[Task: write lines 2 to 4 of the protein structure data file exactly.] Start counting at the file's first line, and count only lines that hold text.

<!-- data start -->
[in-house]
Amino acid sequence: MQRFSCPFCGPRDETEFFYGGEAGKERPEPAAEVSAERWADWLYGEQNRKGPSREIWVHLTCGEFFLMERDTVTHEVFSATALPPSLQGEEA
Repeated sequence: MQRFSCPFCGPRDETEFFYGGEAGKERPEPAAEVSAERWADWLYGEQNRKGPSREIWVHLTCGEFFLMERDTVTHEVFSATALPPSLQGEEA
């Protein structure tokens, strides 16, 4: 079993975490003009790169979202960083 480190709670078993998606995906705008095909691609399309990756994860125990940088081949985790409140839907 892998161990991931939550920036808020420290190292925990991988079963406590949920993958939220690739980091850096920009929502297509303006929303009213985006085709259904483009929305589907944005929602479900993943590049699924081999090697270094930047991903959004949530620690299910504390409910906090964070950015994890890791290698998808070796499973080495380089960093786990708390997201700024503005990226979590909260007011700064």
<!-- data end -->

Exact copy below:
Amino acid sequence: MQRFSCPFCGPRDETEFFYGGEAGKERPEPAAEVSAERWADWLYGEQNRKGPSREIWVHLTCGEFFLMERDTVTHEVFSATALPPSLQGEEA
Repeated sequence: MQRFSCPFCGPRDETEFFYGGEAGKERPEPAAEVSAERWADWLYGEQNRKGPSREIWVHLTCGEFFLMERDTVTHEVFSATALPPSLQGEEA
């Protein structure tokens, strides 16, 4: 079993975490003009790169979202960083 480190709670078993998606995906705008095909691609399309990756994860125990940088081949985790409140839907 892998161990991931939550920036808020420290190292925990991988079963406590949920993958939220690739980091850096920009929502297509303006929303009213985006085709259904483009929305589907944005929602479900993943590049699924081999090697270094930047991903959004949530620690299910504390409910906090964070950015994890890791290698998808070796499973080495380089960093786990708390997201700024503005990226979590909260007011700064």